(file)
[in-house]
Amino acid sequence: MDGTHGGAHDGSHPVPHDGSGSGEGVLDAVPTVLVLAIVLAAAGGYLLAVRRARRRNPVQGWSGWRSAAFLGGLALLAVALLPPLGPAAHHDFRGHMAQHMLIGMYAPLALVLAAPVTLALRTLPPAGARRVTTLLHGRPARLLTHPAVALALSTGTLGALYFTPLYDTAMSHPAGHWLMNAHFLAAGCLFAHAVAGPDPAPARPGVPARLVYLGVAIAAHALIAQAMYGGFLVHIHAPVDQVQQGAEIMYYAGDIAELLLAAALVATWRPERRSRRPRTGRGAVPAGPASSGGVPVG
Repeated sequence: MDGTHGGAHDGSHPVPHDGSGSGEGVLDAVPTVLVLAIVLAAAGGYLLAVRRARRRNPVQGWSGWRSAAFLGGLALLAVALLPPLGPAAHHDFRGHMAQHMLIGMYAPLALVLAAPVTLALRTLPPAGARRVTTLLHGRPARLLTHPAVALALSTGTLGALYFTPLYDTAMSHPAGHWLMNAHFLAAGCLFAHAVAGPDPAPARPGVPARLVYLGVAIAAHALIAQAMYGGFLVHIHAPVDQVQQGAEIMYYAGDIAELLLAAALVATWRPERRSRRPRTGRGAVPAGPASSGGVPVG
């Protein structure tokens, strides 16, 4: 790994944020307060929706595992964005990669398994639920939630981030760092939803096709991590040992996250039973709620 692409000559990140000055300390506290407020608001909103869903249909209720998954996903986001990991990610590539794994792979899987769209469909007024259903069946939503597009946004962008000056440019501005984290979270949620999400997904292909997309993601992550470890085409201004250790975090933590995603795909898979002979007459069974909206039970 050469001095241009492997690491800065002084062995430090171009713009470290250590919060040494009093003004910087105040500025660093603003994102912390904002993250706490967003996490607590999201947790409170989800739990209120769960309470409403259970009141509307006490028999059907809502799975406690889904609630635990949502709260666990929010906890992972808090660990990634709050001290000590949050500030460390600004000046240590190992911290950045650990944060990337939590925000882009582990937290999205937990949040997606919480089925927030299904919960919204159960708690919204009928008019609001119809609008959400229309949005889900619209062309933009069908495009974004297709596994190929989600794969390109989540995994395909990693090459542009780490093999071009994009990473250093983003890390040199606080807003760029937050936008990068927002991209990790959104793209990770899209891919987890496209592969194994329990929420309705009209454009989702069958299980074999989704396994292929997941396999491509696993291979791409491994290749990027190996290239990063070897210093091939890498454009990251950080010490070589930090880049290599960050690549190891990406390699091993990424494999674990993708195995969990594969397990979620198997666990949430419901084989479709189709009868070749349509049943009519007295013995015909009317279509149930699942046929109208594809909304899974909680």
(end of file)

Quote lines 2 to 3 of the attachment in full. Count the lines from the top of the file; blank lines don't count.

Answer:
Amino acid sequence: MDGTHGGAHDGSHPVPHDGSGSGEGVLDAVPTVLVLAIVLAAAGGYLLAVRRARRRNPVQGWSGWRSAAFLGGLALLAVALLPPLGPAAHHDFRGHMAQHMLIGMYAPLALVLAAPVTLALRTLPPAGARRVTTLLHGRPARLLTHPAVALALSTGTLGALYFTPLYDTAMSHPAGHWLMNAHFLAAGCLFAHAVAGPDPAPARPGVPARLVYLGVAIAAHALIAQAMYGGFLVHIHAPVDQVQQGAEIMYYAGDIAELLLAAALVATWRPERRSRRPRTGRGAVPAGPASSGGVPVG
Repeated sequence: MDGTHGGAHDGSHPVPHDGSGSGEGVLDAVPTVLVLAIVLAAAGGYLLAVRRARRRNPVQGWSGWRSAAFLGGLALLAVALLPPLGPAAHHDFRGHMAQHMLIGMYAPLALVLAAPVTLALRTLPPAGARRVTTLLHGRPARLLTHPAVALALSTGTLGALYFTPLYDTAMSHPAGHWLMNAHFLAAGCLFAHAVAGPDPAPARPGVPARLVYLGVAIAAHALIAQAMYGGFLVHIHAPVDQVQQGAEIMYYAGDIAELLLAAALVATWRPERRSRRPRTGRGAVPAGPASSGGVPVG